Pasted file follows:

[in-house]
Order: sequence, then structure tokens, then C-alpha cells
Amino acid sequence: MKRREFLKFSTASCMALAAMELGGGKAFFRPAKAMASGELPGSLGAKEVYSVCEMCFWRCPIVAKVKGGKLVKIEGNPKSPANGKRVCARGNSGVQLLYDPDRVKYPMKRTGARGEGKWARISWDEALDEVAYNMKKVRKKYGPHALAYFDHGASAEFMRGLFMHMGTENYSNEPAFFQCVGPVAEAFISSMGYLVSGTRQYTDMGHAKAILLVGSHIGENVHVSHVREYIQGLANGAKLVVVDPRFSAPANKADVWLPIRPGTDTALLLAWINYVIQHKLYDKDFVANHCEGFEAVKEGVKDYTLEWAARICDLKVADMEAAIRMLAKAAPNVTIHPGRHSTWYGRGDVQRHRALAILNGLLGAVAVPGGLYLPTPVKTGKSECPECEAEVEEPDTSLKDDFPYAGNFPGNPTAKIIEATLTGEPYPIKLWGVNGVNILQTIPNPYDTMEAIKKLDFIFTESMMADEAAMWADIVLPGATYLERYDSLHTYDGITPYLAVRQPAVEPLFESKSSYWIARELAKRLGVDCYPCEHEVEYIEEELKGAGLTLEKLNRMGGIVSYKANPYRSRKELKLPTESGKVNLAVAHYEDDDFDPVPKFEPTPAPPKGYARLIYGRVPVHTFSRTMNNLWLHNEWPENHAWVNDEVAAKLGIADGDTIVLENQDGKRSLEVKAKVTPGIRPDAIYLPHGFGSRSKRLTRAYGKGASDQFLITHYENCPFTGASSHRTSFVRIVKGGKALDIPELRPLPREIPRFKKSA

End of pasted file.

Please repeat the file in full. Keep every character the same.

[in-house]
Order: sequence, then structure tokens, then C-alpha cells
Amino acid sequence: MKRREFLKFSTASCMALAAMELGGGKAFFRPAKAMASGELPGSLGAKEVYSVCEMCFWRCPIVAKVKGGKLVKIEGNPKSPANGKRVCARGNSGVQLLYDPDRVKYPMKRTGARGEGKWARISWDEALDEVAYNMKKVRKKYGPHALAYFDHGASAEFMRGLFMHMGTENYSNEPAFFQCVGPVAEAFISSMGYLVSGTRQYTDMGHAKAILLVGSHIGENVHVSHVREYIQGLANGAKLVVVDPRFSAPANKADVWLPIRPGTDTALLLAWINYVIQHKLYDKDFVANHCEGFEAVKEGVKDYTLEWAARICDLKVADMEAAIRMLAKAAPNVTIHPGRHSTWYGRGDVQRHRALAILNGLLGAVAVPGGLYLPTPVKTGKSECPECEAEVEEPDTSLKDDFPYAGNFPGNPTAKIIEATLTGEPYPIKLWGVNGVNILQTIPNPYDTMEAIKKLDFIFTESMMADEAAMWADIVLPGATYLERYDSLHTYDGITPYLAVRQPAVEPLFESKSSYWIARELAKRLGVDCYPCEHEVEYIEEELKGAGLTLEKLNRMGGIVSYKANPYRSRKELKLPTESGKVNLAVAHYEDDDFDPVPKFEPTPAPPKGYARLIYGRVPVHTFSRTMNNLWLHNEWPENHAWVNDEVAAKLGIADGDTIVLENQDGKRSLEVKAKVTPGIRPDAIYLPHGFGSRSKRLTRAYGKGASDQFLITHYENCPFTGASSHRTSFVRIVKGGKALDIPELRPLPREIPRFKKSA